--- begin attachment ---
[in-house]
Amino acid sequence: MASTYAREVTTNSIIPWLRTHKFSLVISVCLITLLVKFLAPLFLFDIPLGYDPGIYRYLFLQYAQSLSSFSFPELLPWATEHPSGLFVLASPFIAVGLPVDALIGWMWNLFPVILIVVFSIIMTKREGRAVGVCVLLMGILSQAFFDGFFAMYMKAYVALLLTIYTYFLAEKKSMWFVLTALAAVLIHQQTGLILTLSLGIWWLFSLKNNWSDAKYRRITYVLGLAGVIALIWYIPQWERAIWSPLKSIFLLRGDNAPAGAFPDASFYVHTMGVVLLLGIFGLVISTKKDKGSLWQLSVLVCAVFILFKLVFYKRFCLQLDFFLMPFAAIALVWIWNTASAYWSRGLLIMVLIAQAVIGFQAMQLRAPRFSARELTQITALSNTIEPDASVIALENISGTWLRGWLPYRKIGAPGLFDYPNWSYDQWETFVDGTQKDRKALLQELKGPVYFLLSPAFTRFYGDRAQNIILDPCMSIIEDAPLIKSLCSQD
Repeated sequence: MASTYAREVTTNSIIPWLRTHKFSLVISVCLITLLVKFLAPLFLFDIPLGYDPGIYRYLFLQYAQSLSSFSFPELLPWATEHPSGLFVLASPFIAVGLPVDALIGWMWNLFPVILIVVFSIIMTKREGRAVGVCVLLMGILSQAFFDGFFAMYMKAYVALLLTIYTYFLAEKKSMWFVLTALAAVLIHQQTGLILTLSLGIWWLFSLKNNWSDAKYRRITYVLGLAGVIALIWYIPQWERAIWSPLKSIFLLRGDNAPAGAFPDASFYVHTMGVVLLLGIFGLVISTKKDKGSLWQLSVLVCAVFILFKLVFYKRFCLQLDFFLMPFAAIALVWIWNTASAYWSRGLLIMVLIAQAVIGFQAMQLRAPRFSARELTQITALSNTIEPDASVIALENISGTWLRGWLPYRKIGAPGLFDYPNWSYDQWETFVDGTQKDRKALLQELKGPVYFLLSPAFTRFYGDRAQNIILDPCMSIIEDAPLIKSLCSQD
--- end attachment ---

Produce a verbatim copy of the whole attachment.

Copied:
[in-house]
Amino acid sequence: MASTYAREVTTNSIIPWLRTHKFSLVISVCLITLLVKFLAPLFLFDIPLGYDPGIYRYLFLQYAQSLSSFSFPELLPWATEHPSGLFVLASPFIAVGLPVDALIGWMWNLFPVILIVVFSIIMTKREGRAVGVCVLLMGILSQAFFDGFFAMYMKAYVALLLTIYTYFLAEKKSMWFVLTALAAVLIHQQTGLILTLSLGIWWLFSLKNNWSDAKYRRITYVLGLAGVIALIWYIPQWERAIWSPLKSIFLLRGDNAPAGAFPDASFYVHTMGVVLLLGIFGLVISTKKDKGSLWQLSVLVCAVFILFKLVFYKRFCLQLDFFLMPFAAIALVWIWNTASAYWSRGLLIMVLIAQAVIGFQAMQLRAPRFSARELTQITALSNTIEPDASVIALENISGTWLRGWLPYRKIGAPGLFDYPNWSYDQWETFVDGTQKDRKALLQELKGPVYFLLSPAFTRFYGDRAQNIILDPCMSIIEDAPLIKSLCSQD
Repeated sequence: MASTYAREVTTNSIIPWLRTHKFSLVISVCLITLLVKFLAPLFLFDIPLGYDPGIYRYLFLQYAQSLSSFSFPELLPWATEHPSGLFVLASPFIAVGLPVDALIGWMWNLFPVILIVVFSIIMTKREGRAVGVCVLLMGILSQAFFDGFFAMYMKAYVALLLTIYTYFLAEKKSMWFVLTALAAVLIHQQTGLILTLSLGIWWLFSLKNNWSDAKYRRITYVLGLAGVIALIWYIPQWERAIWSPLKSIFLLRGDNAPAGAFPDASFYVHTMGVVLLLGIFGLVISTKKDKGSLWQLSVLVCAVFILFKLVFYKRFCLQLDFFLMPFAAIALVWIWNTASAYWSRGLLIMVLIAQAVIGFQAMQLRAPRFSARELTQITALSNTIEPDASVIALENISGTWLRGWLPYRKIGAPGLFDYPNWSYDQWETFVDGTQKDRKALLQELKGPVYFLLSPAFTRFYGDRAQNIILDPCMSIIEDAPLIKSLCSQD